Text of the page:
Clearly not, since TFA grads pass it pretty effortlessly.

    It’s not a hard test.

  22. When I was in college, the required number of credits for a (7-12) major in the ed school was exactly half of the number required for a major in arts & sciences. The rest of the credits were ed-BS that was pretty much useless and the ed school was widely regarded as having the most awful professors, in terms of teaching ability. If they had tried to create a situation most likely to turn away those interested in serious academics they could hardly have done better.

  23. bill eccleston says:

    The TFA grads are given intensive instruction in Reading science, Cal, that’s why they pass the test!

  24. I thought they were given a study guide. I looked at the practice test, and got the first few right without even reviewing. I’m sure I could pass it with little effort.

  25. When I was in college, the required number of credits for a (7-12) major in the ed school was exactly half of the number required for a major in arts & sciences.

    You do realize that your experience is not generalizable, don’t you?

  26. Bill,
    I agree completely the reading instruction is really a much more difficult practice than taking the Praxis. Having taught two very different reading courses as the high school level, Scholastic’s Read 180 and McGraw Hill’s Corrective Reading (Direct Instruction), I truly understand the complexity. I have no idea what is being taught in college–I had zero training in true reading pedagogy.
    However, with such an emphasis on reading as a skill, teachers in any training course should have the foresight to study how to teach reading (all teachers). A teacher in training who fails a test more than once should not be allowed to teach our children. That is my ultimate point. They give us a bad name.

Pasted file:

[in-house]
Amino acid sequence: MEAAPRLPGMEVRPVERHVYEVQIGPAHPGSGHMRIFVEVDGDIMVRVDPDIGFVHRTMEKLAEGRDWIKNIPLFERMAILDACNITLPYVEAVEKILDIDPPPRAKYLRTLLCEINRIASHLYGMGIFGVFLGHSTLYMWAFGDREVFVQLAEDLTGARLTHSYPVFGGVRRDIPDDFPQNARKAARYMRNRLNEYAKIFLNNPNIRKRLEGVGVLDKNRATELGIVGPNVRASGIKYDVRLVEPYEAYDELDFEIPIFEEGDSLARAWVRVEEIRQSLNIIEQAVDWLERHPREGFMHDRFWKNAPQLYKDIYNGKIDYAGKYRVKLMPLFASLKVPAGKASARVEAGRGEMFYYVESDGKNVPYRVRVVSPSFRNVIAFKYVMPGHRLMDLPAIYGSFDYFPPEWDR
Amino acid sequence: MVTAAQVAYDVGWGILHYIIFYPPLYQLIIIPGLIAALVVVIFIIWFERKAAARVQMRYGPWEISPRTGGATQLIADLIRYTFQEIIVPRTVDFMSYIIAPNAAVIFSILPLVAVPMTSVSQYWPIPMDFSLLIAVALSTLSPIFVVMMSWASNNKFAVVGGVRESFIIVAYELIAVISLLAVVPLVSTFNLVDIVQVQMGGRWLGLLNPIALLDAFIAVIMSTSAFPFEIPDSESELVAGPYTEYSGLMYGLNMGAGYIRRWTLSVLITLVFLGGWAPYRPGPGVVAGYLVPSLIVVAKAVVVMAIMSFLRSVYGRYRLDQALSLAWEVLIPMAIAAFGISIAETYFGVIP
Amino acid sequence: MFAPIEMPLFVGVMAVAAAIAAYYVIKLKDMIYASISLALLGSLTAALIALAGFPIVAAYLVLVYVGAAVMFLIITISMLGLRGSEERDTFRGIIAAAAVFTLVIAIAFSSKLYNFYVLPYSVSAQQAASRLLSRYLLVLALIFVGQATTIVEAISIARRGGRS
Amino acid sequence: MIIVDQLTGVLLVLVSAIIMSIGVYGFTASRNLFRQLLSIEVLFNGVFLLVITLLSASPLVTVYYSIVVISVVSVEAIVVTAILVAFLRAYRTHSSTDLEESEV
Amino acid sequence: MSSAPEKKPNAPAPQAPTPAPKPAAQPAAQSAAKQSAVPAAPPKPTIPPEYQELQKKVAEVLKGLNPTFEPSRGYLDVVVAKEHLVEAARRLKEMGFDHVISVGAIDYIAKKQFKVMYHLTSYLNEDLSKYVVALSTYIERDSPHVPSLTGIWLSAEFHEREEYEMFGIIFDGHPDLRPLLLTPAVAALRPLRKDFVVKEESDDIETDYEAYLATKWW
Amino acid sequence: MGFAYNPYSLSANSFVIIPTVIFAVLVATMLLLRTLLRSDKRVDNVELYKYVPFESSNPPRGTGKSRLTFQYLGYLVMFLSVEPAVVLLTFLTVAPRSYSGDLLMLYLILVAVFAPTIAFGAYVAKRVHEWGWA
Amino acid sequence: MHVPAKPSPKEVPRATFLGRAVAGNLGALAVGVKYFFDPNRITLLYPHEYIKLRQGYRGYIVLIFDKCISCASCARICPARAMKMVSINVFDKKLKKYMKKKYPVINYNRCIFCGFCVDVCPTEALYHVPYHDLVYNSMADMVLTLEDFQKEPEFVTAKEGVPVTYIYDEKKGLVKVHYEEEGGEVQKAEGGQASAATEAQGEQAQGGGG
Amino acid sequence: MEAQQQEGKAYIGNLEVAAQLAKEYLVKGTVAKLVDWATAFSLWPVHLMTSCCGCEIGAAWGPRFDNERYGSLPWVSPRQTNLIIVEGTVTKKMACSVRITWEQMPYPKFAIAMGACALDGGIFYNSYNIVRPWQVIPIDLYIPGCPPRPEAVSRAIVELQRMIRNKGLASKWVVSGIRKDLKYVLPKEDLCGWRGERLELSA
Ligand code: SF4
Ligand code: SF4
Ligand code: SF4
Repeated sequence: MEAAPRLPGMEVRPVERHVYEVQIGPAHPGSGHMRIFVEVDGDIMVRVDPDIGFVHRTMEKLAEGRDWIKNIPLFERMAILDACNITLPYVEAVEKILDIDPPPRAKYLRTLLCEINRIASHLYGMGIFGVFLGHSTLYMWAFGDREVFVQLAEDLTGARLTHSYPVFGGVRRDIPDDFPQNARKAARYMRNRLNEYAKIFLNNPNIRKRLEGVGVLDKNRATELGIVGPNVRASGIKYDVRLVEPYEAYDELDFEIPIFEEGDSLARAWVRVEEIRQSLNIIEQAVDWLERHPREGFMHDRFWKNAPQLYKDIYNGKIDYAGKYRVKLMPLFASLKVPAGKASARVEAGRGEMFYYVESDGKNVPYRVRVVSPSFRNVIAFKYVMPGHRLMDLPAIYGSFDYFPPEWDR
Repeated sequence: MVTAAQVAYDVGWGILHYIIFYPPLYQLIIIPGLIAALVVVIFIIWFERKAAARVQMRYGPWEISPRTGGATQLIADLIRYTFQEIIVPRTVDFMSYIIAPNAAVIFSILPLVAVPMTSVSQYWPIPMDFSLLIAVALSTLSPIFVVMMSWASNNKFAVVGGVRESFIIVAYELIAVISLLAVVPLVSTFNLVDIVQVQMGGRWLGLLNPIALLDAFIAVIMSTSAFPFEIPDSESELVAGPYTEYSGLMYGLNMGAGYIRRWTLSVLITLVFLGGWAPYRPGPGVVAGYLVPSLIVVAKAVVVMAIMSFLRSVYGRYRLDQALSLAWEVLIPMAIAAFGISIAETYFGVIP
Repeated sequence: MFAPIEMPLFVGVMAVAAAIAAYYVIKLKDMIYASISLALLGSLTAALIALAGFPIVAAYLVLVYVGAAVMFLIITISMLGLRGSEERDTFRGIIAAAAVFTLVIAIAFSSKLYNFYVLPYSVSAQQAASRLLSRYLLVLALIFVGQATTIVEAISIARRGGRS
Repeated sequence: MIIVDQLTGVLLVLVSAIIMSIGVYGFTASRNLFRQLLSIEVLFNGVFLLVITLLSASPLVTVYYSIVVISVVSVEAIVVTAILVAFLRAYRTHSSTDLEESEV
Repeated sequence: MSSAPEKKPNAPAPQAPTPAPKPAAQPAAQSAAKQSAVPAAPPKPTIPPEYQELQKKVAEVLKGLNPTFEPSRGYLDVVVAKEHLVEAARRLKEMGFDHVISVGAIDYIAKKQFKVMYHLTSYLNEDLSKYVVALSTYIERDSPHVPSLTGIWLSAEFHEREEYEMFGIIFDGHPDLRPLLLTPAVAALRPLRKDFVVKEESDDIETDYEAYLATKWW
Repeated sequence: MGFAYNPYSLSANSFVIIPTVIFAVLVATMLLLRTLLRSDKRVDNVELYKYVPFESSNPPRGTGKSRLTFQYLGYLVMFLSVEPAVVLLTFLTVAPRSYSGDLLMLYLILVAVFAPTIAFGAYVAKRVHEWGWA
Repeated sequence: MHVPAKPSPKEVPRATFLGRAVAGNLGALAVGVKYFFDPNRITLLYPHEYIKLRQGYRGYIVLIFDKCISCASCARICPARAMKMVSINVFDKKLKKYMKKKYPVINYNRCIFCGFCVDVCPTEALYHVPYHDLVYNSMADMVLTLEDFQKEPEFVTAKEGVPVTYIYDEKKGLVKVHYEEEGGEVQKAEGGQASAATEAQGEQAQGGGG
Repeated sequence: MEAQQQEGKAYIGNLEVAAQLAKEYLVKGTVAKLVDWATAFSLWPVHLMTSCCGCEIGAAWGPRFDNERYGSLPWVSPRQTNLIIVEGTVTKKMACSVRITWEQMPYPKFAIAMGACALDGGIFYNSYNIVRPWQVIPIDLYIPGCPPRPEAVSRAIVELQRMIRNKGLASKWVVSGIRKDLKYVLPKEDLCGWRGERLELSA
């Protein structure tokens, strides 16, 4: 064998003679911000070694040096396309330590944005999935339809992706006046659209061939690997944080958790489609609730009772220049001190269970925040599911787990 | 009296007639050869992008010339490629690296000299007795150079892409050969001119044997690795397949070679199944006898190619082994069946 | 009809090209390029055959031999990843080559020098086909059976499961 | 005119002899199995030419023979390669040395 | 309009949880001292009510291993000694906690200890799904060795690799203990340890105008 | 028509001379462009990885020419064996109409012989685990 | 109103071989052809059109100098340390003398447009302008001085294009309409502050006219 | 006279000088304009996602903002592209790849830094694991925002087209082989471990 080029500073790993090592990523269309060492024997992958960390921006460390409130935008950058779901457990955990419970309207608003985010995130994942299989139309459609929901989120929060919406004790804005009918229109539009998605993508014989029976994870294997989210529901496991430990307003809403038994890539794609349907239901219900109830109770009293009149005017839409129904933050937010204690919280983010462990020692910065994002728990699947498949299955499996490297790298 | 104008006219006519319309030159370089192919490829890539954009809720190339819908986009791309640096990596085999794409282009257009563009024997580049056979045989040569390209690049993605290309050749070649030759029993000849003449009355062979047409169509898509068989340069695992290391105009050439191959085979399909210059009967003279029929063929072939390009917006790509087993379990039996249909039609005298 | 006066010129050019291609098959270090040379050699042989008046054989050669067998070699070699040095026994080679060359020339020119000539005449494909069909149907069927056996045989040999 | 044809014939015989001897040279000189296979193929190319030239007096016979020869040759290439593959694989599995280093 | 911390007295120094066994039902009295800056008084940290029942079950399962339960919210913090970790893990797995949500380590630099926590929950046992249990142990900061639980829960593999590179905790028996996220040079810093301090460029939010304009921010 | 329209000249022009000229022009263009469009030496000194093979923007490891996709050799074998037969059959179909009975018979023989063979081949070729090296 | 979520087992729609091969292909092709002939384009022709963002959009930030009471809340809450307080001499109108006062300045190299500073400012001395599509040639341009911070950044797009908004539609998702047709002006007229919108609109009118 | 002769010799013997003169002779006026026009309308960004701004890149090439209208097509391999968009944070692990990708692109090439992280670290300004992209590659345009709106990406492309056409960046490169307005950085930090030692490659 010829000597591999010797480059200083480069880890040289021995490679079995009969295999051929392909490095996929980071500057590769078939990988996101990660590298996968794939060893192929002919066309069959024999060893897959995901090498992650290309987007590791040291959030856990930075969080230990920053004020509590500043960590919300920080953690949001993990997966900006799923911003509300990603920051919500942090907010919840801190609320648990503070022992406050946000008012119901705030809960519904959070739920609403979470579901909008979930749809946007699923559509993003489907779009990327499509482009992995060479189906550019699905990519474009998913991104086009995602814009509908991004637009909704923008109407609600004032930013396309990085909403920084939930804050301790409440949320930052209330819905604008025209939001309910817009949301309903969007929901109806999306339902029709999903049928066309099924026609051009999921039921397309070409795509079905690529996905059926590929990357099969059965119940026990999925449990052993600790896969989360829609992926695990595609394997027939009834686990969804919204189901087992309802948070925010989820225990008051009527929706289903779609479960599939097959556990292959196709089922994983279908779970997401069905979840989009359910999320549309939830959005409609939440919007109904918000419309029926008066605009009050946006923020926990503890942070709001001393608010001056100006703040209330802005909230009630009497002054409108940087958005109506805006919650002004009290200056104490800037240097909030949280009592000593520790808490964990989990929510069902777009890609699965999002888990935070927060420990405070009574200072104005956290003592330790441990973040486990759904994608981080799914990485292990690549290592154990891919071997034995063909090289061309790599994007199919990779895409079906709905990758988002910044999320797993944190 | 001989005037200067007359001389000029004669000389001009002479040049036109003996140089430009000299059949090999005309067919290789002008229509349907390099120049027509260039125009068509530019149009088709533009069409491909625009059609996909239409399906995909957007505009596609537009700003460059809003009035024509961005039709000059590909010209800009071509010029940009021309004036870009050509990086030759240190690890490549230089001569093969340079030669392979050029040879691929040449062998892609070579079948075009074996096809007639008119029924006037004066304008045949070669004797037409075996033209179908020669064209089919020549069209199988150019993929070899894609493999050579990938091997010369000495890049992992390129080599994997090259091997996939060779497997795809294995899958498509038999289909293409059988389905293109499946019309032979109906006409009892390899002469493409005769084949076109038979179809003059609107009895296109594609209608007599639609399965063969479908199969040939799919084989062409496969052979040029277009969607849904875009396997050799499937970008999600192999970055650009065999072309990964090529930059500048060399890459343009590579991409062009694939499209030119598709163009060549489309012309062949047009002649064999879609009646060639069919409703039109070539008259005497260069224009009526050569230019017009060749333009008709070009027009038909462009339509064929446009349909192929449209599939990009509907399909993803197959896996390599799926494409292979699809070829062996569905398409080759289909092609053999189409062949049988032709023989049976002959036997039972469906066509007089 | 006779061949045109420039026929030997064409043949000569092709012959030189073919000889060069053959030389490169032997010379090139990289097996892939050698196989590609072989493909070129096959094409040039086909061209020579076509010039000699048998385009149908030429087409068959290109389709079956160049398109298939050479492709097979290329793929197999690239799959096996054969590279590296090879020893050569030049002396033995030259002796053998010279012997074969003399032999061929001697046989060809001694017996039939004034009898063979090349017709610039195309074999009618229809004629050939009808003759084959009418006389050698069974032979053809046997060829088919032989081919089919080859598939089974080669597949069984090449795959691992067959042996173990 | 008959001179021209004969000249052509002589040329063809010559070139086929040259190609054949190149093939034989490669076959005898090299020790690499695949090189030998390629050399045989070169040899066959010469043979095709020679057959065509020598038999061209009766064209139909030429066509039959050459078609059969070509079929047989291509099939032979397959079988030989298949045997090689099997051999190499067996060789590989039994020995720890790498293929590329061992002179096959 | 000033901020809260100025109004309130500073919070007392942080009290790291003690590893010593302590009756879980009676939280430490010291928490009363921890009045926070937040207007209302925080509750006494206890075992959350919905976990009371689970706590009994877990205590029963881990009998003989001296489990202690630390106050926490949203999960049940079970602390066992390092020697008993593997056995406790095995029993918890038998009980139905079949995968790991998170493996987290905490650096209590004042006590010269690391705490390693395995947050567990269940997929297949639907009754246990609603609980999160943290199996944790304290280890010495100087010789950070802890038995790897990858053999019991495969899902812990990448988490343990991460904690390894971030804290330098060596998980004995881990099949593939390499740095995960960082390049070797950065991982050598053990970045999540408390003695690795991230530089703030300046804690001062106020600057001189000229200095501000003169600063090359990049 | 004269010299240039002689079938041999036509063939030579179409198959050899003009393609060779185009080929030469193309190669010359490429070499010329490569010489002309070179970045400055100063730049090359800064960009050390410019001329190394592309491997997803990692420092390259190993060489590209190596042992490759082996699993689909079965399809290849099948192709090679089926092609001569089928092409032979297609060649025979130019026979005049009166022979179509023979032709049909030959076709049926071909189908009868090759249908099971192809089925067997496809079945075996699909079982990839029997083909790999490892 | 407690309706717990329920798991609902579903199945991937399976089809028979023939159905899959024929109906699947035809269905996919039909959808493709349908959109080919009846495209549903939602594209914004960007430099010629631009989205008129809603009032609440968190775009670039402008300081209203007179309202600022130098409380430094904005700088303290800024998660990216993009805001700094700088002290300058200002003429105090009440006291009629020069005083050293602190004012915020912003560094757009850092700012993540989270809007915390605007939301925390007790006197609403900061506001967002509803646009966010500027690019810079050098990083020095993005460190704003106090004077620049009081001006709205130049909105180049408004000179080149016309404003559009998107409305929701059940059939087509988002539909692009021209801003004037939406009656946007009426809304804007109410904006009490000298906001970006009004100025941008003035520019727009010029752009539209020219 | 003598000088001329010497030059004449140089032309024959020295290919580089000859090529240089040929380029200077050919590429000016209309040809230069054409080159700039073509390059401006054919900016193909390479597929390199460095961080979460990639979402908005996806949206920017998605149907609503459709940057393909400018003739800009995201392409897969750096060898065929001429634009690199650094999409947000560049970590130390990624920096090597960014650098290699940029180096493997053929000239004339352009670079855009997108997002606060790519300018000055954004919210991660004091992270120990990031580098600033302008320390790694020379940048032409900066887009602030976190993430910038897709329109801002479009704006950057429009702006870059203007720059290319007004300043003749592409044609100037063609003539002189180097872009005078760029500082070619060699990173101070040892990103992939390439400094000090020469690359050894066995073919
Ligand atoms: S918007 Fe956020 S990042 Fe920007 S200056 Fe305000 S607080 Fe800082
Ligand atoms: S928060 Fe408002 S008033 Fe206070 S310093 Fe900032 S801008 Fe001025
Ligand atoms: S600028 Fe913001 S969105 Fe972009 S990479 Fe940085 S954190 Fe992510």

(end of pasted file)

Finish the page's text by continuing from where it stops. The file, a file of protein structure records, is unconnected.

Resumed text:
27. Mark Roulo says:

    “The TFA grads are given intensive instruction in Reading science, Cal, that’s why they pass the test!”

    But the TFA summer training program is only five weeks long.

    Even if it is intense and even if the only thing they cover is reading, shouldn’t the teachers-to-be with four year degrees in education be competetive? If you make the assumption that reading is maybe ¼ the curriculum (assign another ¼ to math, another ¼ to “all the other subjects” and the last ¼ to classroom management), we still have a situation where the ed-students with one year allowed for reading instruction are outscored by the TFA kids with five intense weeks.

    But I’d be stunned if the TFA five week summer class was *only* about reading instruction.

    In many/most other fields, a five week intense class does *NOT* result in people able to outscore those who have spent a full year on the subject. Think torts for lawyering. I’m sure there is something equivalent for medicine.

    Finally, if the TFA five week classes are this effective, maybe we ought to hire the trainers to teach in our ed schools? I’m sure that a two quarter (10 weeks × 2) program that resulted in teacher-to-be able to pass this test (and the other hypothetical ones) could be very attractive to a lot of young adults who would like to start working rather than spend 4 years in school …

    -Mark Roulo

  28. What Praxis test are you talking about? Because I got my math degree outside of California, I had to take not 1 but 2 math Praxis tests. My scores on them indicate that I studied, *not* that they were “creampuff” tests.